Canadian CG studio Spin took on a raft of tasks, including creating flocks of demonic winged assailants, for the big-screen debut of computer game antihero Max Payne.
Video games, it seems, are Hollywood’s new muse. From Lara Croft in Tomb Raider, through the notorious Postal and disappointing Doom, and on to up-coming projects based on the likes of Gears Of War, game-to-film translations are proving a box office draw, even if they’re not too beloved of film critics.
It’s a new slant on an established formula. Previously, some video games were licensed merchandise launched to support a cinematic release. Yet with interactive entertainment titles outgunning cinema on the takings front, Hollywood has been taking a new interest in games.
And this time, it’s not as a cash-in, but as the source of original material. Max Payne is no exception. Originally a third-person shooter video game developed by Finnish outfit 3D Realms and published by Gathering of Developers in 2001, it was later published by Rockstar Games.
Renowned as one of the first games to introduce ‘bullet time’ – as made famous by The Matrix films – the game met with critical success.
The film adaptation puts Mark Wahlberg in the title role, and took nearly $18m (about £12m) at the box office in its first week. It was also a playground for visual-effects house Spin, which provided the bulk of the film’s effects and CG work.
Awarded the picture after seeing off competition from 11 rivals, Spin – a Canadian visual-effects house with facilities in Toronto, Vancouver, Atlanta and a production office in LA – was also awarded all the creature shots following its work on the big creature feature Outlander.
This gave Spin the chance to infuse the feature film with some of its own creative style. “When you do creature shots, you have to be involved in the creative direction of the film,” says Jeff Campbell, VFX supervisor at Spin.
“We’re responsible for the performance of a lead character in the movie. It’s very rewarding work. We were getting a client brief as far as the general intent of the shot, but it was up to us to come up with a cool performance that [director] John Moore liked.
“As with every project, I wanted to maintain an artistic integrity that reflected a unique, surreal insight into the essence of the movie. I like creating shots that have longevity.”
The movie features several standout VFX character shots, including some featuring fully-CG demons called Valkyries. “Creatively, I want the Valkyries to have personality rather than just motion,” says Campbell.
With a schedule of just 15 weeks for postproduction, Spin launched into creating the CG demon right from the off: with the CG model incorporating feathers and complex rigging, render times were potentially time-consuming.
Initial research included bird references for texture, shape and animation studies, with detailed drawings of the demon body parts from various angles supplied to help start the build from scratch.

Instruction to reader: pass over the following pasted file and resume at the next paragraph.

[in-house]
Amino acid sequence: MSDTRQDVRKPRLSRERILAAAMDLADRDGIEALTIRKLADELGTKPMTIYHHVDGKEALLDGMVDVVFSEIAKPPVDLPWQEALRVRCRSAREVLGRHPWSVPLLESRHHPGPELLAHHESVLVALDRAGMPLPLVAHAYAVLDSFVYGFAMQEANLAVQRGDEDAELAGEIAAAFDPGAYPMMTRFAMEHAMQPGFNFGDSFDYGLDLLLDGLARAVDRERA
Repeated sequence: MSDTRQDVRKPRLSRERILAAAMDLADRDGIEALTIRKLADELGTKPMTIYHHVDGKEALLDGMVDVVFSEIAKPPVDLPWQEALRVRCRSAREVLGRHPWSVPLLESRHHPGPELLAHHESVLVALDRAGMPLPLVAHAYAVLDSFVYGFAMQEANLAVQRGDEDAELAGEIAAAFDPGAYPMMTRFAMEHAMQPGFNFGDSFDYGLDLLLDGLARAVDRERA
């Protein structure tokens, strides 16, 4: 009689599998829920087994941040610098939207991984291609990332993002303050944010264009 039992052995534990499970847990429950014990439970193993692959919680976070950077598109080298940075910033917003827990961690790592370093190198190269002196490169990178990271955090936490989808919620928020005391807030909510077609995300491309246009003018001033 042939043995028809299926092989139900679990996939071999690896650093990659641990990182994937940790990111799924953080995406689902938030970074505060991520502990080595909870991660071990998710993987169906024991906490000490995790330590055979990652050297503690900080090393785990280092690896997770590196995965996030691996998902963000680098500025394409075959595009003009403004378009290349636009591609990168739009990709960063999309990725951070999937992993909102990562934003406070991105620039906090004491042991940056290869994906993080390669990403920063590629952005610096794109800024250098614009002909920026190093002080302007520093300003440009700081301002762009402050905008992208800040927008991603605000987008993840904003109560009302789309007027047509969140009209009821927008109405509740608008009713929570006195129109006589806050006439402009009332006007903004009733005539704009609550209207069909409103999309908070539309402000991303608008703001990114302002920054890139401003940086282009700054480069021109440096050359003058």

With the model of the Valkyrie modelled in ZBrush and 3DS Max 2008 (see right), work turned to rigging and animating. The creature demanded a comprehensive approach, as it needed to simulate fl ight and other extreme poses. The creature also had several difference variants, so the rigs had to be scripted, and the body rigged separately from the wings.
The body rig was based on a regular biped system with reversed feet, but the wings proved a challenge. With so many feathers, a rig had to be produced that allowed them to move realistically, yet not be so complex it would be impossible to control by Spin’s artists.
A simple set of controls was added so that animators could swiftly adjust wing shapes without having to animate each feather – although deeper control at feather-level remained possible.
A further rig, simulating collisions and the dynamic effects of wind and turbulence on the features, was added.
“Eventually, we developed a two-part animation and dynamic rig with the aid of the Maya Hair system, and combined them both so that the artists can blend in or out the dynamic effects or let the dynamic systems take over completely,” explains Spin’s lead rigger Glen Chang.
“In the shot where the Valkyrie pulls Owen out of the apartment in super-slow motion, the animator had total control of the rig and was able to achieve the perfect silhouette by animating each feather manually.
"Whereas in the shot where the whole ceiling tears off into a fiery sky above Max Payne, the animator just let the dynamic system take over all the feather animations.”
Once modelled and rigged, the task of adding the CG Valkyries to the footage was handled almost exclusively by tracking software Boujou, with some manual tracking handled in Maya.
“Tracking for Max Payne was generally easier than other projects we’ve worked on because the CG demons rarely, if ever, touched the ground,” says Spin layout artist Phil Dakin.
“When in contact with the ground or other objects in the plate, CG objects can slip if the track isn’t accurate or the geometry isn’t placed correctly in 3D space.”
Dakin says the noir style of the movie presented more significant tracking challenges. CG elements such as shot extensions and matte paintings, coupled with the overall dark, brooding nature of the footage, added a layer of difficulty.
“The dark sets meant that shutters were open longer, so any camera move is sure to contain motion blur, making it more difficult to track,” says Dakin.